Tuesday, June 26, 2007

Money talks

"They say money talks. I thought that was the problem."
Prof. Paul Freund, commenting on Buckley v. Valeo,1976.

Buckley v. Valeo was the case in which the Supreme Court first decided that the wealthy can spend their own money to further their political campaigns without let or hindrance. The central idea underlying that case--that money equals speech--has led to the political situation today, where wealth dominates our politics.

But does the First Amendment really empower the wealthy or organized pressure groups by protecting their right to spend money? The Amendment says that speech shall be free; it does not say that some people have the right to drown out others, nor does it hold that some speech is more valuable than others.

Would it violate the First Amendment if reasonable limits applied to all individuals, whether they are contributing to someone else's campaign or supporting their own? As long as the limits were the same for all, how would freedom of speech be impeded?

"Conservative" jurists like to concentrate on the text of the constitutional or statutory provision at issue. It's time to look at the First Amendment that way--at what it says, and at what it doesn't.


ravenshrike said...

Ah, reasonable limits. Y'know, there's an old post WWII poem that's in the end about reasonable limits, or rather about what one considers "reasonable" is only reasonable if you're not the one on the sharp end of the stick.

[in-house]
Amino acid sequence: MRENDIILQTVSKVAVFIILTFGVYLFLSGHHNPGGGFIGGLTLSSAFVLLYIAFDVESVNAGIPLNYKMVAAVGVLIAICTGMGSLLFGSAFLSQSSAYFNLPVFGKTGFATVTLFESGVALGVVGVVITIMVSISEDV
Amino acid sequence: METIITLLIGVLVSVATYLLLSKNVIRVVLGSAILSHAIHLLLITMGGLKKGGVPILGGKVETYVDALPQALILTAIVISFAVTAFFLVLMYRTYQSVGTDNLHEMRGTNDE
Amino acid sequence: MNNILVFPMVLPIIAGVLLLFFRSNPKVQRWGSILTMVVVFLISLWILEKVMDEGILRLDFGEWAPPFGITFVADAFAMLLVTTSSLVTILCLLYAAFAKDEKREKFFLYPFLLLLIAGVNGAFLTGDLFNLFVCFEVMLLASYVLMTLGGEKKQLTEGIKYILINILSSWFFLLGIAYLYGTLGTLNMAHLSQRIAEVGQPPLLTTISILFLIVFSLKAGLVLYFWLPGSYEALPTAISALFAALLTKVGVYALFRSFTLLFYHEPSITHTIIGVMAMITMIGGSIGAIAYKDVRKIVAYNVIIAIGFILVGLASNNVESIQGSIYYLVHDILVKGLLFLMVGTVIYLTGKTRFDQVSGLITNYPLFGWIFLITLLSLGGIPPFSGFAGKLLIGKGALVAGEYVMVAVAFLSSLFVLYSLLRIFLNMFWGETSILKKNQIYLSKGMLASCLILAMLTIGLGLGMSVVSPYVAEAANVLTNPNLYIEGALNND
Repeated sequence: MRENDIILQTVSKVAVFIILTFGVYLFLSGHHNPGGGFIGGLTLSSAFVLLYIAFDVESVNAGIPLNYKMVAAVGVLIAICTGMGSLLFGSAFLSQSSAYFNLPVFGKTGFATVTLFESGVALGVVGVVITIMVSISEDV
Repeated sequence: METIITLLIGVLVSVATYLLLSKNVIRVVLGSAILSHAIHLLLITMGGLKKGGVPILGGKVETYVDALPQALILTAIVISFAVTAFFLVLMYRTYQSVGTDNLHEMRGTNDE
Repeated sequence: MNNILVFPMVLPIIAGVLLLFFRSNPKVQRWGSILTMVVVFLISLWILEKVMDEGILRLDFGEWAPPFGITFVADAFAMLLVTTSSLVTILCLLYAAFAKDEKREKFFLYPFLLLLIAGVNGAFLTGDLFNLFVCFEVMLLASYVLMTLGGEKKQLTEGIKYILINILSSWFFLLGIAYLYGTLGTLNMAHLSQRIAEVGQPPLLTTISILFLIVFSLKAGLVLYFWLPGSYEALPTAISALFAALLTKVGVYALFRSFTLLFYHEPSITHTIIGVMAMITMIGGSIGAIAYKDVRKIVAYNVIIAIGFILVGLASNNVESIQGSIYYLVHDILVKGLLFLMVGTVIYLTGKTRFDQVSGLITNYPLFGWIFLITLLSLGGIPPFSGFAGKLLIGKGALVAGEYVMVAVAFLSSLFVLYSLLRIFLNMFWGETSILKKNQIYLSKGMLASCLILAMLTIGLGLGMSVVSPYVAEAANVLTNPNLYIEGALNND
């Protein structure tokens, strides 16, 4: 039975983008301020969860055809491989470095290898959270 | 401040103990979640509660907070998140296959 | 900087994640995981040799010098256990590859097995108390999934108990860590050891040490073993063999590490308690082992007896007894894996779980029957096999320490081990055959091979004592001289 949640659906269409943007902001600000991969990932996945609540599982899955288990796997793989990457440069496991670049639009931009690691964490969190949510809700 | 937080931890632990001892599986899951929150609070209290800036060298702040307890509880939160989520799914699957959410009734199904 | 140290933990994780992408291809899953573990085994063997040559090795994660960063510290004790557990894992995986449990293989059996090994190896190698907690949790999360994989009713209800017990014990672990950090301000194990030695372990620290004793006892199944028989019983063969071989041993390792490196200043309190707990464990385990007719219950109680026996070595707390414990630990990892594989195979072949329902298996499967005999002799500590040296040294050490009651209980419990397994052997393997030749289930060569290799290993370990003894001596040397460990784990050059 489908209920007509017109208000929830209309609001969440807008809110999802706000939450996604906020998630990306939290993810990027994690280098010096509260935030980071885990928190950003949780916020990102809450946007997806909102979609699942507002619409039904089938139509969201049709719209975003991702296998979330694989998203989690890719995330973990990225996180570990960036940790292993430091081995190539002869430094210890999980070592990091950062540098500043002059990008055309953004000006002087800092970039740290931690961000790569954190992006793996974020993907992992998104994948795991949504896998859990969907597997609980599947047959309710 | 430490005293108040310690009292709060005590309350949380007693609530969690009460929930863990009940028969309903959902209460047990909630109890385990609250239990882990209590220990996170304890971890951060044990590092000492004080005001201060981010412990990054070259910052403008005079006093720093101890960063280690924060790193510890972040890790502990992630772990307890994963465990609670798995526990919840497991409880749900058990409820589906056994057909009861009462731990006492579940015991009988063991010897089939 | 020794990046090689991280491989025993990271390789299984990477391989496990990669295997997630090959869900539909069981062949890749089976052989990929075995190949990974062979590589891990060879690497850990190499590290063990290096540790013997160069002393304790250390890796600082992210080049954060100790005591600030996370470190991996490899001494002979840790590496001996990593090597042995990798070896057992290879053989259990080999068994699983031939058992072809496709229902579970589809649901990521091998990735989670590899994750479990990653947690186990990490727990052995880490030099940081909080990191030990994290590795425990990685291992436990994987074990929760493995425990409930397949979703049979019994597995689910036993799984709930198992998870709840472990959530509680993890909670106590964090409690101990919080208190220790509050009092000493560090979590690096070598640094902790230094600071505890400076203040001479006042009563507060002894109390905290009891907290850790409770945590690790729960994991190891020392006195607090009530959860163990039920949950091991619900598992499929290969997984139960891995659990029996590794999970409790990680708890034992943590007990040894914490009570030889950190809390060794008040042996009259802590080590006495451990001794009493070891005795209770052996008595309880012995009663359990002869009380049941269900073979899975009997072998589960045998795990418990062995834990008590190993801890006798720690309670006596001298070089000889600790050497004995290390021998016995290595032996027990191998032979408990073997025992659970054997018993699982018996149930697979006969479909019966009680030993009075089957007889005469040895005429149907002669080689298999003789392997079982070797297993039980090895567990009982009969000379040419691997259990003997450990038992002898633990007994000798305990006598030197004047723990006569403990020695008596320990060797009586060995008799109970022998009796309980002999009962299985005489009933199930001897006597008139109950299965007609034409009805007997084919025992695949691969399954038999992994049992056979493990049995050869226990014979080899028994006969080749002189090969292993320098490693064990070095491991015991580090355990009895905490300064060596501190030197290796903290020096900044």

When the Nazis came for the communists,
I remained silent;
I was not a communist.

When they locked up the social democrats,
I remained silent;
I was not a social democrat.

When they came for the trade unionists,
I did not speak out;
I was not a trade unionist.

When they came for me,
there was no one left to speak out.

I assume you know it, if not in that form than one of its many others. Ironically in a way this ties in to your post on guns in that if people want something, they will almost always find a way. Look up George Soros. He's got his fingers in so many pies and because of the many, many loopholes in McCain-Feingold that are much easier for the big people to jump through than the smaller people, his agenda will continue being pushed. The need is not for censorship, the need is for transparency.

The Old New Englander said...

That poem is actually a version of a famous quotation by Pastor Martin Niemoller, the anti-Nazi minister.

But what is your solution? To simply allow money unfettered sway over public debate?

ravenshrike said...

Simple, force transparency. Make NGO's entirely transparent and their donors known. In a public database if necessary. Make it a class 4 felony to violate this for any value over $1000. Of course, this would still require people to take interest in the matter at hand, but that's a seperate issue which has been a problem with any system which requires user input from day 1.

The Old New Englander said...

Transparency is not enough. We already have a lot of transparency in campaign finance, but most people--understandably, because they are not political junkies--watch the ads, not the campaign finance reports. Besides, the reports come out after the election.

No, we need real regulation.

Leanderthal, Lighthouse Keeper said...

George Will will not let up on this. Glad to some some sensible, or reasonable discussion. I've had a hard time equating the freedom to spend money with the first amendment.

We have the best government money can buy right now, and it's so corrupt I call it our elected Mafia. Ben Franklin tried to look for solutions a reasonable person would understand.

I'm not sanguine about prospects for legislating morality though. And buying politicians is immoral.

Lighthouse Keeper